We first looked at the decision problem at the end of the handout. We decided that there are two actions that we could take: Immediately hire someone to put the machine into the “good” state, or produce one part and if it is “good” continue to make more parts, hoping that the “good” part indicates that the machine is in the “good” state, and if it is bad, hiring the person to fix the machine.

(Click on picture to enlarge).

I’ll mention that last year, the class thought of a third possibility: Never fix the machine, just produce parts. This one wasn’t as good as the best strategy, “produce one part and fix if it is bad.”

In response to a question, I mentioned that any decision problems on the quiz won’t be this involved. The reason is that the class is 50 minutes long, so I’ll design the test so that 10 minutes or less per question should be adequate. We spent over 30 minutes already on this problem by the time the question was asked!

I also pointed out that what I want to know is that you know how to answer each question. I won’t necessarily expect you to do a complete calculation, just indicate how the calculation goes. So, for example, if we had the problem of picking numbered balls out of a hat (and not replacing them), and had picked out #1,2,3, then a typical spreadsheet would look as below:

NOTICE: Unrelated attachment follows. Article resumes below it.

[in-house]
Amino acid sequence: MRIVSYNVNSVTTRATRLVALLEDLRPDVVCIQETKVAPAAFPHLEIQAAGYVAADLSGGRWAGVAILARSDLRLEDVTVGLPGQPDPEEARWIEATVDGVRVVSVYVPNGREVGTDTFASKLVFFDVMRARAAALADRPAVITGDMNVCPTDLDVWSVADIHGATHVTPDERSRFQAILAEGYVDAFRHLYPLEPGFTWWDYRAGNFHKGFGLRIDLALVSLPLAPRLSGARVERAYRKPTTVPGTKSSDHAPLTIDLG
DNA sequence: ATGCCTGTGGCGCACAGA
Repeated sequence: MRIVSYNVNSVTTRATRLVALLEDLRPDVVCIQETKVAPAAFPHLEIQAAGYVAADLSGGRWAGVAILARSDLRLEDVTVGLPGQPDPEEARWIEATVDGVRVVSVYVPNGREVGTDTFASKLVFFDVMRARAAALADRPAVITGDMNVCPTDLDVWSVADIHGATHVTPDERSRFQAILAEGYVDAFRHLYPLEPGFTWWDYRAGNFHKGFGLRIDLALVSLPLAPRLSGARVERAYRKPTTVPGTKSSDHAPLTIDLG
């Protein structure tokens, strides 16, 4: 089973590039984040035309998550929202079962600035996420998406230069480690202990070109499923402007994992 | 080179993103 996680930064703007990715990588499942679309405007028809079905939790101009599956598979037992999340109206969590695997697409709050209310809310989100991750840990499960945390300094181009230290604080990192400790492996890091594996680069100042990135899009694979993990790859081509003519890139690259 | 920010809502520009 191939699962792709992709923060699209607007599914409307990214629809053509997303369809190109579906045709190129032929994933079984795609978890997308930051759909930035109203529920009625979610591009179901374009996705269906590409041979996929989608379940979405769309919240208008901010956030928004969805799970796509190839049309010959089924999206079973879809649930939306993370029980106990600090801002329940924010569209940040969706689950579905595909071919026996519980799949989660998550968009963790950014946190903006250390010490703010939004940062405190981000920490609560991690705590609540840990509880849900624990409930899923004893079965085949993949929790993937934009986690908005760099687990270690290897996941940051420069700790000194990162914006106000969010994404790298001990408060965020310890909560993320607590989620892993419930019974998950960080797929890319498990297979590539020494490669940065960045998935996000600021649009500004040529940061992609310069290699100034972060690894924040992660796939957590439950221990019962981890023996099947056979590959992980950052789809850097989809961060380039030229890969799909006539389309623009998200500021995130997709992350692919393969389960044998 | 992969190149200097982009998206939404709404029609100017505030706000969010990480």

You should say something about how each of the numbers in the likelihood would be calculated, explain your choice of prior, and explain how the joint, the marginal, and the posterior distributions are calculated. That would be adequate. You don’t need to actually compute every number in the table if it would take too long. On the other hand, some calculations are so simple (for example, Monty Hall type problems, or problems with just two states of nature) that they can easily be calculated in a short time.

See you on Friday!

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